The wind is rising

“We have proven that it’s possible.” Ardis says. “The technology is there, but we have to further develop it to make it even more practical to use.” For example, an updated version of the dashboard is on the wishlist and the cameras are not resistant to salt water. Lessons that can only be learned from testing in the outdoor environment.

Ardis praises the involvement of Proeftuin in de Noordzee and the Sailing Innovation Centre, which made the tests possible: “They gave me the push I needed.”

Pure, Dutch wave energy

Experienced surfer Sten Swanenberg, co-founder of Dutch Wave Power and also a TU Delft alumnus (Industrial Design Engineering), often found himself entertaining the thought: ‘How do we manage to convert Dutch waves into energy?’ It was only logical that he knocked on the door of Proeftuin op de Noordzee to launch a prototype.

Dutch Wave Power has developed a wave energy converter that can convert waves into electricity in a cost-efficient way. The novelty of this floating body is that it moves with the rotating movement of the waves: up and down and front to back, unlike similar models that only move up and down. Therefore, Dutch Wave Power generates more energy and the return is higher. The floating body is completely sealed off from the salty seawater, making the technology very durable as it’s not affected by corrosion. The video below shows how it works.

A smart low-tech innovation

“We have an advanced concept that we are going to take to sea.” Sten says convincingly. He explains he’s been experimenting in his attic in a homemade ‘test gutter’. This test tank saw several models fall short until, in an ultimate attempt, one model performed well beyond expectations.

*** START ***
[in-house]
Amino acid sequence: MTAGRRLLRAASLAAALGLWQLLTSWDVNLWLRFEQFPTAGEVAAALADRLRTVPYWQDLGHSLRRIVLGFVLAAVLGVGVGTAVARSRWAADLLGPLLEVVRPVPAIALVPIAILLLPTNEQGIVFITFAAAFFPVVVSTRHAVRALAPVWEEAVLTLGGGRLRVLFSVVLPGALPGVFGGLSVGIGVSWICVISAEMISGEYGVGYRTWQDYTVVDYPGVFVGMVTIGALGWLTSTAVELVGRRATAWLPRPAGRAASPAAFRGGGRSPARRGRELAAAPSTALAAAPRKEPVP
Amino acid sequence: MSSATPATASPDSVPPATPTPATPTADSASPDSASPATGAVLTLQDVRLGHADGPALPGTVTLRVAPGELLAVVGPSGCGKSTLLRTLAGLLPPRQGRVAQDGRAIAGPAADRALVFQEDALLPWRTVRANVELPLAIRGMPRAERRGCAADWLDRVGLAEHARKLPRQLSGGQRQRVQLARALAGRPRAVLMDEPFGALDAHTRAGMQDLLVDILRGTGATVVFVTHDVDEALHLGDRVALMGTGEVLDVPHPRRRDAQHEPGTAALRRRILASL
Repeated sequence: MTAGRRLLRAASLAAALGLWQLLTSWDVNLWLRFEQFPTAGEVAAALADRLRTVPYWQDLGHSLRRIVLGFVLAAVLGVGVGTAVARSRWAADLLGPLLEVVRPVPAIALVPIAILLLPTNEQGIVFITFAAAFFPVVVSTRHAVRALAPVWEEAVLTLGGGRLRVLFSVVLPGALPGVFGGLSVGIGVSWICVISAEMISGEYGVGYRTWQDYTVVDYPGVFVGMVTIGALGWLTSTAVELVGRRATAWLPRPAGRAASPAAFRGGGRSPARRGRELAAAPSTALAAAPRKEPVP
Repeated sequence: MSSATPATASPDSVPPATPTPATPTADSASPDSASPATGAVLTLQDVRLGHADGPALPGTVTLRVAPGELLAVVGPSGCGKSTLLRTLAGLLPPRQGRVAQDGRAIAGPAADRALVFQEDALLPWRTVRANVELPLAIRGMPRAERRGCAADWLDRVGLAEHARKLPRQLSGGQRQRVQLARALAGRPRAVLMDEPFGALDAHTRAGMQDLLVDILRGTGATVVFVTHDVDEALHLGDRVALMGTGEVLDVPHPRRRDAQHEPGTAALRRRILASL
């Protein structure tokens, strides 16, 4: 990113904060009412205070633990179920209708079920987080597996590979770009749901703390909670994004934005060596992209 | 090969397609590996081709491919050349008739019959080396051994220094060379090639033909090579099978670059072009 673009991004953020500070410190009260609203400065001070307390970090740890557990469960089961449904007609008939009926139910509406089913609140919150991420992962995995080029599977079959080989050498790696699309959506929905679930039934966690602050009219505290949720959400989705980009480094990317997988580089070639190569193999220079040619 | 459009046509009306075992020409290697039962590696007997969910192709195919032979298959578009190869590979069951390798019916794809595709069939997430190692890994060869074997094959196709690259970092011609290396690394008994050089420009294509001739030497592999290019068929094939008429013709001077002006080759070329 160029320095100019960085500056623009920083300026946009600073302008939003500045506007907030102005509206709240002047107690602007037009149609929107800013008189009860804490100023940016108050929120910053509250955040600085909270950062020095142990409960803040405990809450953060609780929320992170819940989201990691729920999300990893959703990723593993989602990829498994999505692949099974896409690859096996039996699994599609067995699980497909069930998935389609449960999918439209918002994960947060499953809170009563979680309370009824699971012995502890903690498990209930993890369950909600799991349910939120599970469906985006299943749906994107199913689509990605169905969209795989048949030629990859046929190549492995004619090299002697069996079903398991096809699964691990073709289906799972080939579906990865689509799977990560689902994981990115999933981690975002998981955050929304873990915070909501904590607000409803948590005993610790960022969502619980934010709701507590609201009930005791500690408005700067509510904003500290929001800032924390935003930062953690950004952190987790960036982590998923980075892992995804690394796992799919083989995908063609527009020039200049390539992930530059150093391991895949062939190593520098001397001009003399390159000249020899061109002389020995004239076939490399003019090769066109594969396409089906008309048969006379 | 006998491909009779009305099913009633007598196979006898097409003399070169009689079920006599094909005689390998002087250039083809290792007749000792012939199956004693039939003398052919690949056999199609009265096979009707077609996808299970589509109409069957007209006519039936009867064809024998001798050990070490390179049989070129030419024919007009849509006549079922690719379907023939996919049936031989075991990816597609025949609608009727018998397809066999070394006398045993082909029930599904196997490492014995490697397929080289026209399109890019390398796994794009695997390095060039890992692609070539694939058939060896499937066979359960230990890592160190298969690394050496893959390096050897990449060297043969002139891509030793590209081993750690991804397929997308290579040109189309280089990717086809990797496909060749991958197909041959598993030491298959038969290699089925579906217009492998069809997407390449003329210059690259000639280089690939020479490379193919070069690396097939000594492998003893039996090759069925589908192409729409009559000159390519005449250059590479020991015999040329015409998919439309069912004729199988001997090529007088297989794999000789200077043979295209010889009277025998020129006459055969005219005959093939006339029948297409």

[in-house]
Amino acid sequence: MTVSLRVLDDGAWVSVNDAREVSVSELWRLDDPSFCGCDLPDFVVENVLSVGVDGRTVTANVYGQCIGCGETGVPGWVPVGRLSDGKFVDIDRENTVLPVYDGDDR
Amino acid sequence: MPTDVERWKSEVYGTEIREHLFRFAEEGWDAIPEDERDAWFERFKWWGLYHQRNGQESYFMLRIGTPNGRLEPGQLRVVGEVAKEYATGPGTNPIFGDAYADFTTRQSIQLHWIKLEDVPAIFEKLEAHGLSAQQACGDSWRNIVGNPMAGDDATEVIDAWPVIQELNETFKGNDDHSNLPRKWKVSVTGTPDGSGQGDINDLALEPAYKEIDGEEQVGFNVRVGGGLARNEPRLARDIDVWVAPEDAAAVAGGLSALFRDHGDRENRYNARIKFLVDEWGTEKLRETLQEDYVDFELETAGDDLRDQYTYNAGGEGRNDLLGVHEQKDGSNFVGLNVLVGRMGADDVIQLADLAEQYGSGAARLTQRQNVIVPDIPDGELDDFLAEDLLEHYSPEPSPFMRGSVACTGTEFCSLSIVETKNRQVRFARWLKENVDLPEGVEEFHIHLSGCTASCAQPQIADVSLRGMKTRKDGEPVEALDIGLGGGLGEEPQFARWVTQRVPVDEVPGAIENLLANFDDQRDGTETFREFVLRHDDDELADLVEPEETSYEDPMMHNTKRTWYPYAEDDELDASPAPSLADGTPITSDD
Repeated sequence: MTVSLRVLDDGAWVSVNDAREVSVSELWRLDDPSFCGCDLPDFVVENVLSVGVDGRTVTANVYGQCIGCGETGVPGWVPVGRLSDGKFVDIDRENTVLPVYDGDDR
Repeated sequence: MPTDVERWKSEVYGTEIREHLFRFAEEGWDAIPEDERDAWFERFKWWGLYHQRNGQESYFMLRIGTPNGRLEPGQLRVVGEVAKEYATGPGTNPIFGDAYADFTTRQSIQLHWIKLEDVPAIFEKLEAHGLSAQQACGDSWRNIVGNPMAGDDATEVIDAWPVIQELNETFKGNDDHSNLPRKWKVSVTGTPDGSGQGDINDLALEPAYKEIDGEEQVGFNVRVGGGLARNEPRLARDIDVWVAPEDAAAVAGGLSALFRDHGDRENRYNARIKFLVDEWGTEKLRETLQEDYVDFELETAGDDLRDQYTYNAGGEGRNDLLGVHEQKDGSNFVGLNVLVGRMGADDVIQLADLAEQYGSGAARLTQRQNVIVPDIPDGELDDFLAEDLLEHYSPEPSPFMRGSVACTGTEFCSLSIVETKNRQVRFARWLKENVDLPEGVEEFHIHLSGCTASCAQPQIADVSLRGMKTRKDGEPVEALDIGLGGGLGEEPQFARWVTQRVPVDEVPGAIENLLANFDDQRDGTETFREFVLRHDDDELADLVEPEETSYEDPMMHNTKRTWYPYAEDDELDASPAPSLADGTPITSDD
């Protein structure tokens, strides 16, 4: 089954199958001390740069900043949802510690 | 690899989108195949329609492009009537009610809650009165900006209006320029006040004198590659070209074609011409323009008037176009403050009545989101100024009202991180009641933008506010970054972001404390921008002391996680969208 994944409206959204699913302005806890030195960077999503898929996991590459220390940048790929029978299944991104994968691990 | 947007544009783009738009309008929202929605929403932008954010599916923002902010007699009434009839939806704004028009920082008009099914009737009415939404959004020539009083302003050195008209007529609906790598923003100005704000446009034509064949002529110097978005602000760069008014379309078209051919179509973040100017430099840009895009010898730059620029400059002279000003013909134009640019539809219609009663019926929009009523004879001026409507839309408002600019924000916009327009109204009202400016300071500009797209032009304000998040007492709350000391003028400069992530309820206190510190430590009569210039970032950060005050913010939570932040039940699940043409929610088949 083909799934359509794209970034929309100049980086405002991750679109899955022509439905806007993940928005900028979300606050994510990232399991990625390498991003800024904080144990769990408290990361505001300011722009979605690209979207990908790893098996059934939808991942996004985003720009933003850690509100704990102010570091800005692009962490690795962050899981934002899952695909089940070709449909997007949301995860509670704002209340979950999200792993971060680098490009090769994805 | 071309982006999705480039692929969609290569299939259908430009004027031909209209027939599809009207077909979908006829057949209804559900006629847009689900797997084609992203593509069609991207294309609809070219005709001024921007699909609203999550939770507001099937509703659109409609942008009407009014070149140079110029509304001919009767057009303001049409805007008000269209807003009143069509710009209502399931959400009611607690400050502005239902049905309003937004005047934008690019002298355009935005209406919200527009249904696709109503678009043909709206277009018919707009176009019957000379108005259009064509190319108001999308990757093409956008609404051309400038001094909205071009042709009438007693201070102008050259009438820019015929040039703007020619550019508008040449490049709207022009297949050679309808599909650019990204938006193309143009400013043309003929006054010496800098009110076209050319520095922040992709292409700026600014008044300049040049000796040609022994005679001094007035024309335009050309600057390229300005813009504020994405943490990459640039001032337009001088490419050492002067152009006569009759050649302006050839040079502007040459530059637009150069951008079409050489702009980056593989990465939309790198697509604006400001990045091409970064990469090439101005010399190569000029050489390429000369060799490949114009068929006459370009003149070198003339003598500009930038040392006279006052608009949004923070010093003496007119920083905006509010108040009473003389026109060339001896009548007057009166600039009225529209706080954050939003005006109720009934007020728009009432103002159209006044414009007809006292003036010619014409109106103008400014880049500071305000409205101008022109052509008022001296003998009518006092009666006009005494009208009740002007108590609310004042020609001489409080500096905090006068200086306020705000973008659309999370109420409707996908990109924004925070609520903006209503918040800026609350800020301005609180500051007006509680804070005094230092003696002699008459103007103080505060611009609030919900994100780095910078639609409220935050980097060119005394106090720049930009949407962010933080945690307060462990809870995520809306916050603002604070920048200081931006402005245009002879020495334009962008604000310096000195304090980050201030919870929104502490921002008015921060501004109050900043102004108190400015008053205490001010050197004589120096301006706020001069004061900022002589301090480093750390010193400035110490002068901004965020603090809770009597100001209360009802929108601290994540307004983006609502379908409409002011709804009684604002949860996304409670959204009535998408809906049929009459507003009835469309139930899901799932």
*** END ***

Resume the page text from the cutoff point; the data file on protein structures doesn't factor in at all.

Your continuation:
The model was gradually built into a larger version and tested in the Delta Flume of Deltares, a modern wave flume of 300 meters long. With an impressive score, it was validated for efficacy. The next step: a real-world test in the North Sea.

“The term high-tech appeals more than low-tech, but low-tech is what our innovation is about.” says Sten. Dutch Wave Power has kept the hardware as simple as possible to deliver a ‘drop & connect’ unit; after a quick launch, it only needs to be connected to an electricity cable that supplies directly to the power grid or feeds a battery. So no complex installation.

Less maintenance means less costs, they argue. The advantages of simplified wave energy converter technology: it doesn’t break down as fast as other technologies, it is more cost-effective, it is easier to widely roll out and it is easier to install.

A sea of insights

Dutch Wave Power wants to start testing at the end of the year, and it couldn’t come fast enough according to Sten: “The Netherlands risks missing the boat on wave energy. For example, Scandinavian countries are one step ahead of us.” Although converting wave energy into electricity is not yet widely applied, competition in other coastal countries such as Spain and Portugal is lurking.

“We are happy with the Proeftuin in de Noordzee, because here we can prove the effectiveness of our concept.” Sten emphasises. Among other things, the testing must demonstrate whether the floating body is indeed as robust as expected. These results can offer investors certainty and makes Dutch Wave Power one step closer to an end product that is ready to be sold.